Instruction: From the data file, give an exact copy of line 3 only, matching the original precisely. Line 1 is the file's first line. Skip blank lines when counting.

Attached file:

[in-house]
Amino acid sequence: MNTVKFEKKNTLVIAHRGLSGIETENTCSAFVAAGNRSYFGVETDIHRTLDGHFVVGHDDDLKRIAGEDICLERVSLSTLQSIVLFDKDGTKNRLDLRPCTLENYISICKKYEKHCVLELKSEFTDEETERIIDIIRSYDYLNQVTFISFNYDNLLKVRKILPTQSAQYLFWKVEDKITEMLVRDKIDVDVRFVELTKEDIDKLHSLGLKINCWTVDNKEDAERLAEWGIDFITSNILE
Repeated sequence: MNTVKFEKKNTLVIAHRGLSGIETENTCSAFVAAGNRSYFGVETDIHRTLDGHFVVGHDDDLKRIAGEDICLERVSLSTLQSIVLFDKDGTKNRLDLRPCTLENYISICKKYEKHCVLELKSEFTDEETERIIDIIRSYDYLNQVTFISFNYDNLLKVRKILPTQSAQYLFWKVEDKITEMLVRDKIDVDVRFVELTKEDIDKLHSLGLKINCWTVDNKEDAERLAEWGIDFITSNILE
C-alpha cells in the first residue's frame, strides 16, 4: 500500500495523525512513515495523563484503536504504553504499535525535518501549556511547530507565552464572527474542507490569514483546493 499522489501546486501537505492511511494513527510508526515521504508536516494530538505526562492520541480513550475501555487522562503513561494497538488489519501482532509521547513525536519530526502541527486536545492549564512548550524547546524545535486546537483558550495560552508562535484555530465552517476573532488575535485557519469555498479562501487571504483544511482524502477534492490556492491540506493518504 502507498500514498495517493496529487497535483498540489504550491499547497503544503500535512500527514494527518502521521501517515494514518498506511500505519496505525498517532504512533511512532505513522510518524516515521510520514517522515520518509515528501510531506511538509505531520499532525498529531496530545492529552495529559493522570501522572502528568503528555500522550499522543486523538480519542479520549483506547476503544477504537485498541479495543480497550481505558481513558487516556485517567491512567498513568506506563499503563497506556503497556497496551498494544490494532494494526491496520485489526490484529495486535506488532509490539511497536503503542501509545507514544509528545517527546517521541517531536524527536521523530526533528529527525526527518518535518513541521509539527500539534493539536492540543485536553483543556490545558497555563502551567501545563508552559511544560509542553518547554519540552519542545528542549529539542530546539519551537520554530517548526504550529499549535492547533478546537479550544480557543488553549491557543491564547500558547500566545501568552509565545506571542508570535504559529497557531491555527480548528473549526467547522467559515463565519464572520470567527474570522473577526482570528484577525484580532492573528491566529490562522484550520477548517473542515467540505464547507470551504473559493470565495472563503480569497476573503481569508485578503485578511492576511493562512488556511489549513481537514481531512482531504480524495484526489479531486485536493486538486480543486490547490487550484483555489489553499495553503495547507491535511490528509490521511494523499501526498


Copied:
Repeated sequence: MNTVKFEKKNTLVIAHRGLSGIETENTCSAFVAAGNRSYFGVETDIHRTLDGHFVVGHDDDLKRIAGEDICLERVSLSTLQSIVLFDKDGTKNRLDLRPCTLENYISICKKYEKHCVLELKSEFTDEETERIIDIIRSYDYLNQVTFISFNYDNLLKVRKILPTQSAQYLFWKVEDKITEMLVRDKIDVDVRFVELTKEDIDKLHSLGLKINCWTVDNKEDAERLAEWGIDFITSNILE